U+B5A1, 떡
HANGUL SYLLABLE DDEOG
Composition: + +

[U+B5A0]
Hangul Syllables
[U+B5A2]




떄 ←→ 떼

KoreanEdit

Etymology 1Edit

 
(tteok, “rice-dough cake”).

First attested in the Worin seokbo (月印釋譜 / 월인석보), 1459, as Middle Korean ᄯᅥᆨ〮 (Yale: sték). Japanese (しとぎ) (shitogi, sacrificial Shinto rice cake) is often given as a Koreanic borrowing into Japanese;[1][2] also compare Ainu シト (sito, dumpling made from rice or millet).

PronunciationEdit

Romanizations
Revised Romanization?tteok
Revised Romanization (translit.)?tteog
McCune–Reischauer?ttŏk
Yale Romanization?ttek
  • South Gyeongsang (Busan) pitch accent: / 에 /

    Syllables in red take high pitch. This word always takes high pitch and also heightens the next suffixed syllable, unless it is 에.

NounEdit

(tteok)

  1. rice cake; tteok
Derived termsEdit
Related termsEdit
See alsoEdit

Etymology 2Edit

PronunciationEdit

Romanizations
Revised Romanization?tteok
Revised Romanization (translit.)?tteog
McCune–Reischauer?ttŏk
Yale Romanization?ttek

IdeophoneEdit

Ablaut/harmonic pair
Yin-form (tteok)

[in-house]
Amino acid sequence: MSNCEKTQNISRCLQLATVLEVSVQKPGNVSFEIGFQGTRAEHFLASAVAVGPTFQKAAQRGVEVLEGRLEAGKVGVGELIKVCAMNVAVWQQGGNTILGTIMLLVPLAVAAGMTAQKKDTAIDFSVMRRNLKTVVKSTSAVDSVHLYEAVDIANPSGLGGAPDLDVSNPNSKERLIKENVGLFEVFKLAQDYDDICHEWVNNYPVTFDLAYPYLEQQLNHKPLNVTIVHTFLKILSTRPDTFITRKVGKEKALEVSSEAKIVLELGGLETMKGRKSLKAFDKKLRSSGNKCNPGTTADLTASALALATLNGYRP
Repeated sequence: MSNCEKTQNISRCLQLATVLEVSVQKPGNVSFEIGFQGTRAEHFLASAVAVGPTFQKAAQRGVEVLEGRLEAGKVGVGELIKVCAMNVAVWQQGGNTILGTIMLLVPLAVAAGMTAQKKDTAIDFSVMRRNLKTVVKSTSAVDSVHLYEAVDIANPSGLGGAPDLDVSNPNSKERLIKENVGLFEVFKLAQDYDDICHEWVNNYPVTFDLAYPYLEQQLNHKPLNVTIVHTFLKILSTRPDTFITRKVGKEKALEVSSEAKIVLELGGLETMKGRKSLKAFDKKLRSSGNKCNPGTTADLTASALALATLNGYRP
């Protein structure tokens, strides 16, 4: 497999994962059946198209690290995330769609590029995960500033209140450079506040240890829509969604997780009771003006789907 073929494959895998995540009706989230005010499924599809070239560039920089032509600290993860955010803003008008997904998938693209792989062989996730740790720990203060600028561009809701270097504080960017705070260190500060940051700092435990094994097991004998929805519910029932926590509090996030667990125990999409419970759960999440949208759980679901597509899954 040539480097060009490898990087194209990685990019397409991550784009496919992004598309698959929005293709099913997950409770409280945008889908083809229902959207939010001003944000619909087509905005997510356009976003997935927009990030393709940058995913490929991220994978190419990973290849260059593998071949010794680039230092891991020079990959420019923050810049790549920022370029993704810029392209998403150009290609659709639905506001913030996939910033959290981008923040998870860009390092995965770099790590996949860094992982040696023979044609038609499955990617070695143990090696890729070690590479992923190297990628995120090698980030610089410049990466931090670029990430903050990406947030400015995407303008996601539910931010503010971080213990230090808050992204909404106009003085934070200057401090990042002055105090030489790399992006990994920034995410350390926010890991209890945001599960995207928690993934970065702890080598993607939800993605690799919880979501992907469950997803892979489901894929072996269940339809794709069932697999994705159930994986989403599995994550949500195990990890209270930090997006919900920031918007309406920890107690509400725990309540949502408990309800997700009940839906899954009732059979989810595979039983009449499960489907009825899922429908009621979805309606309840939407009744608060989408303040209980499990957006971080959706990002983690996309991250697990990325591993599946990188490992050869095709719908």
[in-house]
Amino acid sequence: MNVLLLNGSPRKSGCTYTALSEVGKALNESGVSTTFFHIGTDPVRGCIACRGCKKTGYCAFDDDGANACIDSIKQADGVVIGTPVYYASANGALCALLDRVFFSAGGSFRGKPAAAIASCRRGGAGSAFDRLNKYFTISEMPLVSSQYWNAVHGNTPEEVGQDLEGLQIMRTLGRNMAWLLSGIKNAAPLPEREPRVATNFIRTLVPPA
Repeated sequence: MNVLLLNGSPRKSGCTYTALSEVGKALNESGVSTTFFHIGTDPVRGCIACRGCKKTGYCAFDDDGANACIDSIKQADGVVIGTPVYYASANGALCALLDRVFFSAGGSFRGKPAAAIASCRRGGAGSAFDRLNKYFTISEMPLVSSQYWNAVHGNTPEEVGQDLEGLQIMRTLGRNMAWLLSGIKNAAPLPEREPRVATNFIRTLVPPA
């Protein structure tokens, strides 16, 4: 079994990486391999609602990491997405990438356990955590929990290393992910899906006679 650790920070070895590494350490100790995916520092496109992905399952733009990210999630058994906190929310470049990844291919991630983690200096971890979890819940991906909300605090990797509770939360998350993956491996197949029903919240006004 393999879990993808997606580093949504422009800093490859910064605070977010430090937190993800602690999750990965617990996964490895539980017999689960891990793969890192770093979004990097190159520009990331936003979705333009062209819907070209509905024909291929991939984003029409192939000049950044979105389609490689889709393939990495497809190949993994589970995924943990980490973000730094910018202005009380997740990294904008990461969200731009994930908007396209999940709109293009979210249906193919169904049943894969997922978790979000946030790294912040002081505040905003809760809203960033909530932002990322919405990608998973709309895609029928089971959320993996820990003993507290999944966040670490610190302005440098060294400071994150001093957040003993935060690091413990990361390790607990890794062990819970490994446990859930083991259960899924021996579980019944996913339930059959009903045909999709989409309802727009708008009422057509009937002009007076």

Yang-form (ttak)

(tteok)

  1. (of a gap, of a width) wide, broad
    어깨 펼쳐져 있다.
    Eokkae-ga tteok pyeolcheojeo itda.
    His shoulders are spread very broadly.
  2. (of two things, also metaphoric) tight, fitting manner (usually negative)
    밥풀 붙어 있다.
    Bap'pur-i os-e tteok buteo itda.
    Grains of rice are stuck tight to his clothes.
  3. immobile; (metaphoric) in an adult manner; intransigent (often negative)
    군인 버티고 있다.
    Gunin-deur-i tteok beotigo itda.
    The troops are stubbornly blocking the way.

ReferencesEdit

  1. ^ Martin, Samuel E. (1996) Consonant Lenition in Korean and the Macro-Altaic Question, Honolulu: University of Hawaiʻi Press, →ISBN, page 45
  2. ^ Frellesvig, Bjarke (2010) A History of the Japanese Language, Cambridge: Cambridge University Press, →ISBN, page 147